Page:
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Determining Progression in Renal Cell Carcinoma

Panelists: Robert A. Figlin, MD, Cedars-Sinai; Daniel J. George, MD, Duke; Thomas E. Hutson, DO, PharmD, Texas Oncology; Eric Jonasch, MD, MD Anders
Published: Friday, Aug 23, 2013
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In metastatic renal cell carcinoma (RCC) many factors may influence the decision to switch therapies. From a radiographic angle, several principles help to guide the decision to switch, including the measurement of tumor growth and progression. However, before switching therapies, Brian I. Rini, MD, cautions, it is important for the oncologist to examine the scans themselves, rather than relying solely on the radiology report.

Several factors can cause a misleading radiology report, believes Rini. In addition to weeding out inaccuracies, reading the scans provides the oncologist with a better sense of change in tumor burden. If the tumor growth is slow, a change in therapy is not necessary. However, if the tumor is growing rapidly, a switch is required, notes Rini.

Radiologists are trained to view scans with the goal of finding dynamics within the scans, Robert A. Figlin, MD notes. As such, oncologists need to bridge the gap between radiologic interpretation and an understanding of the disease. The interpretation of tumor growth and imaging varies from cancer-to-cancer; as such, biology should be integrated into the report, believes Figlin.

In some cases, the radiology report may simply read "progression" rather than provide measurements, states Daniel J. George, MD. In this case, it is essential to look at the scans to determine the exact amount of growth. In many cases, George notes, growth of only a few millimeters is not necessarily clinically significant and may not warrant a change in treatment.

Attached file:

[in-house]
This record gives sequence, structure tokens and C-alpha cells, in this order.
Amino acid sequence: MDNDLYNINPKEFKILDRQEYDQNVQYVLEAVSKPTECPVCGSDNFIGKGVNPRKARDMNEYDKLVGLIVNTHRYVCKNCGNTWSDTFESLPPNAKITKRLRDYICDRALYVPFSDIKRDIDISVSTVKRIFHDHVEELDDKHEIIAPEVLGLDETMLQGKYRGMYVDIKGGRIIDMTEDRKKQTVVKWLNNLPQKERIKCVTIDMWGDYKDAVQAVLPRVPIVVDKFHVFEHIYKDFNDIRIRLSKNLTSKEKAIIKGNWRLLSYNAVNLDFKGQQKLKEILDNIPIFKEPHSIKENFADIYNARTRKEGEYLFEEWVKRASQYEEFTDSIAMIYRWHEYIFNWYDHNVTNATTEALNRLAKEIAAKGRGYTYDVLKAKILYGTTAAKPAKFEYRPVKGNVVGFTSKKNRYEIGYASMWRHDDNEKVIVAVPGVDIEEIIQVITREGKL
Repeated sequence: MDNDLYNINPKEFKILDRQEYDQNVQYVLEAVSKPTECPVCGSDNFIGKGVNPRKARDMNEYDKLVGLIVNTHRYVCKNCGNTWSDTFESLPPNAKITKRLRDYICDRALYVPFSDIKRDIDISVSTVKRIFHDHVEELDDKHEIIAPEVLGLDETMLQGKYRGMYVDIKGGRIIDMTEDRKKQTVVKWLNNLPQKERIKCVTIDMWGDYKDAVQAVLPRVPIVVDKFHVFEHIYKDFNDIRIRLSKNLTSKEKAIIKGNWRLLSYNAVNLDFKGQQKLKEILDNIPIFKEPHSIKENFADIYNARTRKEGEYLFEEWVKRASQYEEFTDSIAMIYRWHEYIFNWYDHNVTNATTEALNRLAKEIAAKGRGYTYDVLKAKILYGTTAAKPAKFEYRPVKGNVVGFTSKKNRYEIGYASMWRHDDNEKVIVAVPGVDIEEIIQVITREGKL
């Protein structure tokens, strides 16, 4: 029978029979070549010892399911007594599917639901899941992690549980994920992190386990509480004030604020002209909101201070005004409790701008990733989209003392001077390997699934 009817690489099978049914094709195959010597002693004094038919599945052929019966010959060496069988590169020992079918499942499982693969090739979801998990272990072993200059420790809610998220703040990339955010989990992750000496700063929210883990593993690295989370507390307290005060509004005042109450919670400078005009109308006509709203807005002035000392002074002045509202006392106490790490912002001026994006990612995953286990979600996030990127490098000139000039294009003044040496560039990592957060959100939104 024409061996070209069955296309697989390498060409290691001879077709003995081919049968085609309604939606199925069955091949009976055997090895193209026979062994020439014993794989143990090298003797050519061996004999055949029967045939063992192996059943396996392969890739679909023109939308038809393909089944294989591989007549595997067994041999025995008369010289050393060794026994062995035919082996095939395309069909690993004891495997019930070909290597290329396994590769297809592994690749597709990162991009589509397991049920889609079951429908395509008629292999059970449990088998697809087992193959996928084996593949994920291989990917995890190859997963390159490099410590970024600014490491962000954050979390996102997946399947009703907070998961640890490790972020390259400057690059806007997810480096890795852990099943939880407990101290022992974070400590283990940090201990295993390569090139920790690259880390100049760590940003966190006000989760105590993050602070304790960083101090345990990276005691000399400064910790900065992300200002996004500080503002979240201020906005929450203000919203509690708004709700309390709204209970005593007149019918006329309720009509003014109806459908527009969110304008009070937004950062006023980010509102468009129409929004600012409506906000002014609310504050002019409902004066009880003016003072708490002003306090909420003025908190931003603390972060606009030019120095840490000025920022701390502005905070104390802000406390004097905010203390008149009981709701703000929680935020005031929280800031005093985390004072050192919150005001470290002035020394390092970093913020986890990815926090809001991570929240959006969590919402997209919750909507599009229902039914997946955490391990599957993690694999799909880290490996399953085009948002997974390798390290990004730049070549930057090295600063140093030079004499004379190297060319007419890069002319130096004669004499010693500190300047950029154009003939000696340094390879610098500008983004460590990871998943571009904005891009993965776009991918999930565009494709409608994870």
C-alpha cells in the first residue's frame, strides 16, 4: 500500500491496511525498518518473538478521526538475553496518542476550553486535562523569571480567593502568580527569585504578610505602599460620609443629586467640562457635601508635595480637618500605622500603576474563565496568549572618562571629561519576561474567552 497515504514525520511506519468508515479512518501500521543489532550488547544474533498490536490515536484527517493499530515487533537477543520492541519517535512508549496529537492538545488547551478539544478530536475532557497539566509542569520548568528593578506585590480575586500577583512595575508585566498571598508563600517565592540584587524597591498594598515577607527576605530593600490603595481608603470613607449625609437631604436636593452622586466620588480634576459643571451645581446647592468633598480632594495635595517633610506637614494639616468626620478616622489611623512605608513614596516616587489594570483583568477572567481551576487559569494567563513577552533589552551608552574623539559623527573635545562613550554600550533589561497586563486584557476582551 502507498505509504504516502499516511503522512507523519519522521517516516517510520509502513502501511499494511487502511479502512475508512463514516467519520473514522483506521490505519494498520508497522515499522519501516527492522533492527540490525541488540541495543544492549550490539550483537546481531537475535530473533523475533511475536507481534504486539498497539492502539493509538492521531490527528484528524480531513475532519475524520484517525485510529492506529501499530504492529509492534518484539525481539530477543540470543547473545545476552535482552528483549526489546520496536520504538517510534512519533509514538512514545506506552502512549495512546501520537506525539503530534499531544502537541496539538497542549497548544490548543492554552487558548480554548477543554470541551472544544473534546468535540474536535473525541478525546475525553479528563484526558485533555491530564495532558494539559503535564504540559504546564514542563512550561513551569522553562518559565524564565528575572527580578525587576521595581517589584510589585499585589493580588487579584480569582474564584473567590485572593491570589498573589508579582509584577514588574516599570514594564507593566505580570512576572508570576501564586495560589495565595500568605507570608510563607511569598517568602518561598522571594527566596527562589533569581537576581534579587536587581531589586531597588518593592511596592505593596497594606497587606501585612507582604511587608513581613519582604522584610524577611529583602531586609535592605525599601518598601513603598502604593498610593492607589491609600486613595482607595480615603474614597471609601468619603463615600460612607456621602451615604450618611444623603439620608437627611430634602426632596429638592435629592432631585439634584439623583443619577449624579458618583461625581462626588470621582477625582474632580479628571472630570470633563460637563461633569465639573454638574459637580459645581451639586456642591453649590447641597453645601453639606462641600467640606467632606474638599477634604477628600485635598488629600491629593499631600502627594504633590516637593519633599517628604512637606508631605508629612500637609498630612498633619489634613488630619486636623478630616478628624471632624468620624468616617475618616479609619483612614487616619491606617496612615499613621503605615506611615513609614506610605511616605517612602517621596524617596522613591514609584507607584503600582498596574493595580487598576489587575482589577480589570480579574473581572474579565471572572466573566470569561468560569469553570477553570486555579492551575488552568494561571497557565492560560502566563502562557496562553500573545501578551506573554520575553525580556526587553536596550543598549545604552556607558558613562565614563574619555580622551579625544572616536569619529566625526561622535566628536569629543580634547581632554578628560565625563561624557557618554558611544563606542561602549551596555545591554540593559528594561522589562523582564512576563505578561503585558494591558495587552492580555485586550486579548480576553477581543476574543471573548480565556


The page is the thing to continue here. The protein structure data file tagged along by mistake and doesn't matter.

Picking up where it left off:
Another angle to consider, Figlin adds, is the increase in transparency and the patient’s interpretation of the radiographic readouts. It is important to recognize that a patient's interpretation of these scans may be different from the oncologist.

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For High-Definition, Click
In metastatic renal cell carcinoma (RCC) many factors may influence the decision to switch therapies. From a radiographic angle, several principles help to guide the decision to switch, including the measurement of tumor growth and progression. However, before switching therapies, Brian I. Rini, MD, cautions, it is important for the oncologist to examine the scans themselves, rather than relying solely on the radiology report.

Several factors can cause a misleading radiology report, believes Rini. In addition to weeding out inaccuracies, reading the scans provides the oncologist with a better sense of change in tumor burden. If the tumor growth is slow, a change in therapy is not necessary. However, if the tumor is growing rapidly, a switch is required, notes Rini.

Radiologists are trained to view scans with the goal of finding dynamics within the scans, Robert A. Figlin, MD notes. As such, oncologists need to bridge the gap between radiologic interpretation and an understanding of the disease. The interpretation of tumor growth and imaging varies from cancer-to-cancer; as such, biology should be integrated into the report, believes Figlin.

In some cases, the radiology report may simply read "progression" rather than provide measurements, states Daniel J. George, MD. In this case, it is essential to look at the scans to determine the exact amount of growth. In many cases, George notes, growth of only a few millimeters is not necessarily clinically significant and may not warrant a change in treatment.

Another angle to consider, Figlin adds, is the increase in transparency and the patient’s interpretation of the radiographic readouts. It is important to recognize that a patient's interpretation of these scans may be different from the oncologist.

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